Dutch Buckets have seen extensive use throughout the US and Europe with great success. These buckets are typically arranged in single rows on the floor or on benches, with one irrigation line feeding from above and one drainage line circulating back to the reservoir from below. Thus each row can be connected and joined together quite easily allowing these systems to be scaled to virtually any size imaginable.
Like most hydroponic setups, Dutch Buckets can be used in both Hydroponics and Aquaponics, although Hydroponics is much simpler and without a doubt the most reliable and easily controlled plant feeding method.
Expanded Clay Pebbles, also known as Hydroton/LECA (Light Expanded Clay Aggregate) is known to be the ideal medium for re-circulating, Flood & Drain, and high volume hydroponic plant cultivation systems. Expanded Clay Pebbles have the ability to maintain elevated levels of moisture and oxygen, and have the best drainage and aeration capabilities between all hydroponic growing mediums. They are too large to enter the Dutch Bucket drainage system so you will never have to worry about your siphon elbow getting blocked.
Mediums that retain too much moisture can lead to flooding and/or run the risk of entering the drainage system, circulating back to the reservoir where blockages and clogging issues are likely to occur. Perlite is also a popular choice of medium used in Dutch Bucket systems due to its increased drainage, water retention and aeration. However certain measures need to be put in place to prevent the medium from draining back to the reservoir as the particles are much smaller than the pebbles.
If you are using mediums that retain water and are slow to drain such as Coco Peat, the Drain to Waste method is advised. Alternatively low volume drip irrigation can be used. This is not recommended while using Dutch Buckets as this defeats the purpose of the high volume re-circulating hydroponics system in the first place.
Reservoir and Circulation
The reservoir, in most setups is located below the level of the Dutch Buckets. This is to allow gravity to be the driving force behind returning the nutrient solution back to the reservoir. It is then pumped back through the feed-line via a Submersible Water Pump directly to each Dutch Bucket where it will rapidly drain through the pebbles back to the reservoir, repeating the cycle. This is the most effective and economical method of use for the Dutch Bucket system and is highly recommended due to the rapid growth and notable water savings experienced by growers.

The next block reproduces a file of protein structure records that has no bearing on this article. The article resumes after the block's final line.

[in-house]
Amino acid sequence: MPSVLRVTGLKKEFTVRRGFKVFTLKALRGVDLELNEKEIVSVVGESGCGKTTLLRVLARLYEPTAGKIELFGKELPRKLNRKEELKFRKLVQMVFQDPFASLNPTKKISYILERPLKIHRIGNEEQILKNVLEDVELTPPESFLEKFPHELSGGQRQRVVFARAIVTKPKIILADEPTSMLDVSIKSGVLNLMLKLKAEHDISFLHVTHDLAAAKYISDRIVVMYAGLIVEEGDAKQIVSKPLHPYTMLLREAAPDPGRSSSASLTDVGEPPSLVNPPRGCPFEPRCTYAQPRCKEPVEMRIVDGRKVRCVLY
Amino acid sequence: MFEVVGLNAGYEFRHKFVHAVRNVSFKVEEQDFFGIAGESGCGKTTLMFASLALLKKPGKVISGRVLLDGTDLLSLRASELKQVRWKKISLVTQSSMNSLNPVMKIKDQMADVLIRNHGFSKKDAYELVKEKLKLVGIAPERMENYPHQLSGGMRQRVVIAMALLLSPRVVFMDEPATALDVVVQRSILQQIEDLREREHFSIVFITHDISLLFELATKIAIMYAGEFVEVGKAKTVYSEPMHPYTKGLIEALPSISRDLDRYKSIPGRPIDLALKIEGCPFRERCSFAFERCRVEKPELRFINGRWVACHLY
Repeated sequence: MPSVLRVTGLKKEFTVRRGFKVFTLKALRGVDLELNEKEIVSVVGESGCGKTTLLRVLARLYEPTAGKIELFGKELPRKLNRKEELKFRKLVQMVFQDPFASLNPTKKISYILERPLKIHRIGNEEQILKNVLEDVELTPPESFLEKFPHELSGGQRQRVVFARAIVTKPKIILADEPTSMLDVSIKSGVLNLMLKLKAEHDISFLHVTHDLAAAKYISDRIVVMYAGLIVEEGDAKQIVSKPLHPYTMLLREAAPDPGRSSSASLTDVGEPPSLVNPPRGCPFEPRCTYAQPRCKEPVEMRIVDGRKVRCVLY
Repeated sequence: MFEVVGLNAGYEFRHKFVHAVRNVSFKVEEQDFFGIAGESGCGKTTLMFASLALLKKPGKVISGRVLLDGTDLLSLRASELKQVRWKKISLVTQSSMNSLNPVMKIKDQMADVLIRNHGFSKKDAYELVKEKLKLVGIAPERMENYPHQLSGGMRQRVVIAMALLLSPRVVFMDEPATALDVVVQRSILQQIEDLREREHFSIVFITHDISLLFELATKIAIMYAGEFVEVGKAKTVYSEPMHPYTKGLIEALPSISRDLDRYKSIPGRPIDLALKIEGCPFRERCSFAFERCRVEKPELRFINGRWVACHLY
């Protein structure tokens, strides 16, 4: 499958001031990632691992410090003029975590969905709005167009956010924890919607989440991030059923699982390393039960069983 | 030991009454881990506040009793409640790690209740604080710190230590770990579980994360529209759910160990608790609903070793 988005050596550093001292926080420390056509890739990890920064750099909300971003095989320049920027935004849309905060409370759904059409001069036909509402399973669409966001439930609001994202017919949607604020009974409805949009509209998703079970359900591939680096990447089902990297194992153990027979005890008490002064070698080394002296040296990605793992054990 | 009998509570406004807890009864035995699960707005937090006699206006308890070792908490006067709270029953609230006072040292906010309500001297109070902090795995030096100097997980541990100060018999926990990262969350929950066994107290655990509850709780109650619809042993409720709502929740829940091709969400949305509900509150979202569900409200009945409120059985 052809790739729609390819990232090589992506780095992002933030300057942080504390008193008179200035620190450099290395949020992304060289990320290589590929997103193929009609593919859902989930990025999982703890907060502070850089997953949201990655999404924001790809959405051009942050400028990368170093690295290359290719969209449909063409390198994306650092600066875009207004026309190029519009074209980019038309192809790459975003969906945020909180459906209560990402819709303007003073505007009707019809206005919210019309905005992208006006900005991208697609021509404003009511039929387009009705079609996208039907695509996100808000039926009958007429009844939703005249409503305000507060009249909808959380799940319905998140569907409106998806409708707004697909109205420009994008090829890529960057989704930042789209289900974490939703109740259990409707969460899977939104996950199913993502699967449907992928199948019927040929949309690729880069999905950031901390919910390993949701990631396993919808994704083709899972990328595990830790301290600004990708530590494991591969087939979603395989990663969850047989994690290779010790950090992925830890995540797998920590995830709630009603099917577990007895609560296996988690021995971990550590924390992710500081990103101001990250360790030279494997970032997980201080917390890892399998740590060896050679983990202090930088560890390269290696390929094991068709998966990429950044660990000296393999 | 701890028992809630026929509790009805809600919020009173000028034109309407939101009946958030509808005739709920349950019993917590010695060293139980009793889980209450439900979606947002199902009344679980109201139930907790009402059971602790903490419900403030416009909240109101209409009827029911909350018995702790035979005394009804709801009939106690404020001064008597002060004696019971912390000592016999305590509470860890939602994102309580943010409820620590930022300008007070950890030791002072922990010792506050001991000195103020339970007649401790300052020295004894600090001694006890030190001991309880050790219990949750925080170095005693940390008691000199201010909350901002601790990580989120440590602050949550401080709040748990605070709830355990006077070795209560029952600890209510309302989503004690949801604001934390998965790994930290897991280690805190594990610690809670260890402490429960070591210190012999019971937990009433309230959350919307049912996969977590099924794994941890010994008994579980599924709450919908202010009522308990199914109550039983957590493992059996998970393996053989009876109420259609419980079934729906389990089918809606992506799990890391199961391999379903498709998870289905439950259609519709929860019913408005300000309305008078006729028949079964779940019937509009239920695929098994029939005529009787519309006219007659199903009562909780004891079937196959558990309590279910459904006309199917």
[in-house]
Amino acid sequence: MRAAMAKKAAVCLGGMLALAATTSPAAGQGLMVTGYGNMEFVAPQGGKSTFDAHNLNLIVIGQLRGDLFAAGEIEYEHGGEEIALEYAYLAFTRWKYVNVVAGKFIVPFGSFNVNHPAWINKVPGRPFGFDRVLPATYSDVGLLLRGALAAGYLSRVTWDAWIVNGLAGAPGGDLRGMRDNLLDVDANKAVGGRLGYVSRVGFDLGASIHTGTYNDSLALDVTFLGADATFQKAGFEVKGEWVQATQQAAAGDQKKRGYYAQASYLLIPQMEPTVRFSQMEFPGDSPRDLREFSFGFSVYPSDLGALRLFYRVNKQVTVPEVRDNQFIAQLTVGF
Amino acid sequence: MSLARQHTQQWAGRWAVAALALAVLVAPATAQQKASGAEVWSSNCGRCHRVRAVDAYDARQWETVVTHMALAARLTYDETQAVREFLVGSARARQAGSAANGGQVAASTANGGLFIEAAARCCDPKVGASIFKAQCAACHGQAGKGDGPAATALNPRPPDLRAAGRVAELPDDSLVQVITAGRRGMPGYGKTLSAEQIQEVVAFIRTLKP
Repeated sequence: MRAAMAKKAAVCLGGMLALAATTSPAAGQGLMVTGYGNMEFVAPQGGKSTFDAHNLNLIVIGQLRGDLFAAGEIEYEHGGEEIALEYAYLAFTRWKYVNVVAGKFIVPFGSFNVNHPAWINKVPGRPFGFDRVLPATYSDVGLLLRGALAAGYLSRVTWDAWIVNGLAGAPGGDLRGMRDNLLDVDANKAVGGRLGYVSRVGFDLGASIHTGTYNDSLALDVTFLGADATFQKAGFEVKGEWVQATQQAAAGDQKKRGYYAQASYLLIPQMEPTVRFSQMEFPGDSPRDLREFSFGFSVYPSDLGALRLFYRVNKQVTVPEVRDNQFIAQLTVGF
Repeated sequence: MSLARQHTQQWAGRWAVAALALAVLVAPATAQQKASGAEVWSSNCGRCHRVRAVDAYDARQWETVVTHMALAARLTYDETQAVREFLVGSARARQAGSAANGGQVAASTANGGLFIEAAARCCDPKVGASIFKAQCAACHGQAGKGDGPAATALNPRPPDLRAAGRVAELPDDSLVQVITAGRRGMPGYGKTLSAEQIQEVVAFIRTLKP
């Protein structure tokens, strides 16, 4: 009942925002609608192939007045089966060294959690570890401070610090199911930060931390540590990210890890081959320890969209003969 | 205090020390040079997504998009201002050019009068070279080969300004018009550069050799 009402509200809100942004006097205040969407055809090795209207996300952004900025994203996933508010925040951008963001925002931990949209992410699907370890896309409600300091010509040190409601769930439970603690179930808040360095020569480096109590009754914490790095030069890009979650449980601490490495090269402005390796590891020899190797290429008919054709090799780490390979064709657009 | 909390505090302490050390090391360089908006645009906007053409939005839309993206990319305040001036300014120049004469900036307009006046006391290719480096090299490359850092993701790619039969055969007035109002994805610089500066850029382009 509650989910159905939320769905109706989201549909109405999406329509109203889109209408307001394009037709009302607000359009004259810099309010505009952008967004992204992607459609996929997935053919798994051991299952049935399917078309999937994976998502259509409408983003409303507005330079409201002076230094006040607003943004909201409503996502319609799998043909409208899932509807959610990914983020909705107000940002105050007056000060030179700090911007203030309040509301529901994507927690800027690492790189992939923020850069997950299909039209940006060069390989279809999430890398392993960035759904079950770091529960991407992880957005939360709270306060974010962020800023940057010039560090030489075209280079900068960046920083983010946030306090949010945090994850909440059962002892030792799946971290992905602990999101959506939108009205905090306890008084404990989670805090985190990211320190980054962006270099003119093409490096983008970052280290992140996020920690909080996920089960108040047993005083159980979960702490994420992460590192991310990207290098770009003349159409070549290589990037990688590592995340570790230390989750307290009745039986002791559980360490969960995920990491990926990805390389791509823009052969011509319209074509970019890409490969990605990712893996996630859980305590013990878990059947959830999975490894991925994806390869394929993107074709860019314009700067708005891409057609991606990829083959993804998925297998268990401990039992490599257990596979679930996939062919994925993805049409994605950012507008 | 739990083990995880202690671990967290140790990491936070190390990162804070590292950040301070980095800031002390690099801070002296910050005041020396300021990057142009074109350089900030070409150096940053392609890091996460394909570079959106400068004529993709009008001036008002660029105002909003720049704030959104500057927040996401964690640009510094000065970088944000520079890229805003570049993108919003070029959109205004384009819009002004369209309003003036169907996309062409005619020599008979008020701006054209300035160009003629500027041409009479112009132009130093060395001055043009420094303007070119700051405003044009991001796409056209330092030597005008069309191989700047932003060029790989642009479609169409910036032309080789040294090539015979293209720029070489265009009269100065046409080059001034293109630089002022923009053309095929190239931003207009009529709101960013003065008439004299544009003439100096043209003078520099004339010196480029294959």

The nutrient solution within the reservoir is aerated using a Air Pump & Air Stone. Your nutrient solution needs to be maintained on a daily basis and completely exchanged once a week by adding fresh water and nutrients. The levels of TDS (Total Dissolved Solids) and pH (potential of Hydrogen) should be closely monitored in order to achieve a completely balanced solution for the specific requirements of your plants. It is highly recommended to invest in the best quality pH & TDS/EC water meters and Hydroponic plant Nutrients available.
Planting in a Dutch Bucket
Seedlings and cuttings are usually propagated and rooted in Coco Peat Pellets and/or Rockwool Starter Plugs. Once roots emerge, the young plants are planted into the Dutch Bucket system where rapid growth takes place.
Dutch Buckets are the perfect Hydroponic system for any horticulturist looking to get the most out of their grow space. Whether cultivating indoors in a grow tent environment with only a few buckets, or in greenhouses with rows and rows of buckets, their simplicity and ease of use remains.
Many have attempted to recreate the Dutch Bucket with a DIY approach but have experienced sub par results, this is mainly due to the very specific design of the Dutch Bucket’s siphon elbow and its ability to maintain just the right amount of nutrient solution and drainage flow within the bucket. There is a large selection of online guides and articles on how to build your own yet none have seen the results that can be achieved while using the original Dutch Bato Bucket design.